Charlotte Mason Homeschool

Charlotte Mason Homeschool

Charlotte Mason was a British educator who lived in the late 1800s and early 1900s. She didn’t have children of her own but instructed others on how to educate.  She published a number of books and was sought after to speak on the subject of education.  Her principles were a groundbreaking change to the Victorian period style of education.

The Charlotte Mason method of education has become popular in the homeschooling community (which Wikipedia attributes to the 1987 publication of Susan Schaeffer Macaulay’s book For the Children’s Sake: Foundations of Education for Home and School).  The Method centres around the idea that education is to be an atmosphere, a discipline, and a life, and shouldn’t just be to train for a particular job or pass an exam.

In practical terms, it usually includes these components:

  • Knowledge of God: as found in the bible and to be of primary importance.  The bible is to be read every day.
  • Living books: favoured over textbooks as a means of introducing children to topics written in a way that brings the subject matter alive
  • Nature study: observing and recording things in nature
  • Narration: the practice of telling back a story
  • Copywork: copying well-written literature for handwriting practice
  • Outdoor time: some form of daily physical exercise
  • Habit and character training: teaching children to behave in the right manner
  • Memorisation of scripture and poetry: to meditate on quality material, not to simply memorise facts
  • Language learning: learning a second language
  • History: learned through reading quality history books. Children also keep a timeline book.
  • Fine Arts: exposing children to art, music and poetry, and studying composers and artists.

We follow some of the principles of the Charlotte Mason method to a degree in our homeschool, although some Charlotte Mason purists would say that there is no middle ground!  We also do unit studies, notebooking, and some of our resources fit more into the Classical method (which is more systematic).  We’ve simply gleaned the best of a number of different ‘streams’ and found what works for us.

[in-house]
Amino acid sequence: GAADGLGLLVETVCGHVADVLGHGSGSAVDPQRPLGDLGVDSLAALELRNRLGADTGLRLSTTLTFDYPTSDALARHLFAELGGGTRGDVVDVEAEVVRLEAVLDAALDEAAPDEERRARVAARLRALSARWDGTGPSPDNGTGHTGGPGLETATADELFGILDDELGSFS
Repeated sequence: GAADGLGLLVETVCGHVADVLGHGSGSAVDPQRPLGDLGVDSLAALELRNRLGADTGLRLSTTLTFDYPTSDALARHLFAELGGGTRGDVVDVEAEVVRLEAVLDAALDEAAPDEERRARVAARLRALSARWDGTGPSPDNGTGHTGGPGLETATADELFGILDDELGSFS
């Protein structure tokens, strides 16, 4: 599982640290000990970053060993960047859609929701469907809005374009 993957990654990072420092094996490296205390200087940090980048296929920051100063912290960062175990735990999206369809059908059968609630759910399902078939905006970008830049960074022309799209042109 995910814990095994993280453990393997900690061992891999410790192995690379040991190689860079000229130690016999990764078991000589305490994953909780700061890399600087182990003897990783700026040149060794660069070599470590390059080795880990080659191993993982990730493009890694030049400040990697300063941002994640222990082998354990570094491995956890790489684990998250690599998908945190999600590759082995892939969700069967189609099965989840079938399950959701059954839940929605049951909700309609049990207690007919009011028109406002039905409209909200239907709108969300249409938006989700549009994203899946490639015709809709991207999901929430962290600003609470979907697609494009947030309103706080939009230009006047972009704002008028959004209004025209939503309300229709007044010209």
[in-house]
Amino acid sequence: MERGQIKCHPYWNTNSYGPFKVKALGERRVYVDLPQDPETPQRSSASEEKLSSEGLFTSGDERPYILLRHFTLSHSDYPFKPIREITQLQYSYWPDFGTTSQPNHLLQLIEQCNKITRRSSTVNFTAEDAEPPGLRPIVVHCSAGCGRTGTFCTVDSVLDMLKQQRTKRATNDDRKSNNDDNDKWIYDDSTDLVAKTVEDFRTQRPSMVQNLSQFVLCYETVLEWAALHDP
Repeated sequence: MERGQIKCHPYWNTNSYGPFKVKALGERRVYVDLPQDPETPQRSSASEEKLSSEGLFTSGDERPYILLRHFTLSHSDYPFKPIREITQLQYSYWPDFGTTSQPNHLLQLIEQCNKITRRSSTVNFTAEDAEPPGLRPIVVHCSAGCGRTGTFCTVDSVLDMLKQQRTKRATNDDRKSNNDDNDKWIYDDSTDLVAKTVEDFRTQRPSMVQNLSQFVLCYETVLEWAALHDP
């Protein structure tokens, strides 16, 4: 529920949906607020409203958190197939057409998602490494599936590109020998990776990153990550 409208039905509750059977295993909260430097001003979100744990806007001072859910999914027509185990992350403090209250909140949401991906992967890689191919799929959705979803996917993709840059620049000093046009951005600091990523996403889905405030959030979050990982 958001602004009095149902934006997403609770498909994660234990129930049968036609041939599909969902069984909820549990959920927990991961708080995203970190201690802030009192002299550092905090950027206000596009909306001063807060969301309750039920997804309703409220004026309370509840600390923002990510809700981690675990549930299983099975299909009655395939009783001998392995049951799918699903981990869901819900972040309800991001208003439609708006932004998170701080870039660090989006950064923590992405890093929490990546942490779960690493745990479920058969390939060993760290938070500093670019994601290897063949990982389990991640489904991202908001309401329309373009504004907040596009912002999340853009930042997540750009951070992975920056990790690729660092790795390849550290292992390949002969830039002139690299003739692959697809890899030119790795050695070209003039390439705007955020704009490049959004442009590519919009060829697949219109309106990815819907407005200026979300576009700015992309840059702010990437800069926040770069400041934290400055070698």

Charlotte_MasonHere are some of my favourite Charlotte Mason homeschooling websites:

I would love to hear how others have incorporated Charlotte Mason principles into your homeschooling.

{You might also be interested in my book lists for some great titles to add to your homeschool library, and this post on ’what is a living book’}.

{Some of the information in this post was sourced from this article on Wikipedia}
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3 thoughts on “Charlotte Mason Homeschool

  1. Terri

    Wow! I didn’t realize that we incorporated so much Charlotte Mason into our learning! What do you think she’d call “quality history books.” We might be weak here. We use Story of the World and I supplement with occasional biographies or historical set fiction. We have a couple of “DK” books for them go graze through. And pretty weak on copy work.

    Although I’d have to say that what I make a point to include in our curriculum reflects Charlotte Mason like content–I’m more of a Maria Montessori when it comes to my technique. I thought I read Mason didn’t much approve of Montessori. We have a low-grade rigidity and they know they can’t push me beyond that, but I am willing to manipulate them and work with their learning styles, strengths, weaknesses, and passions most days. Doesn’t sound like Mason would approve of that. No biggie. Works for us. 🙂


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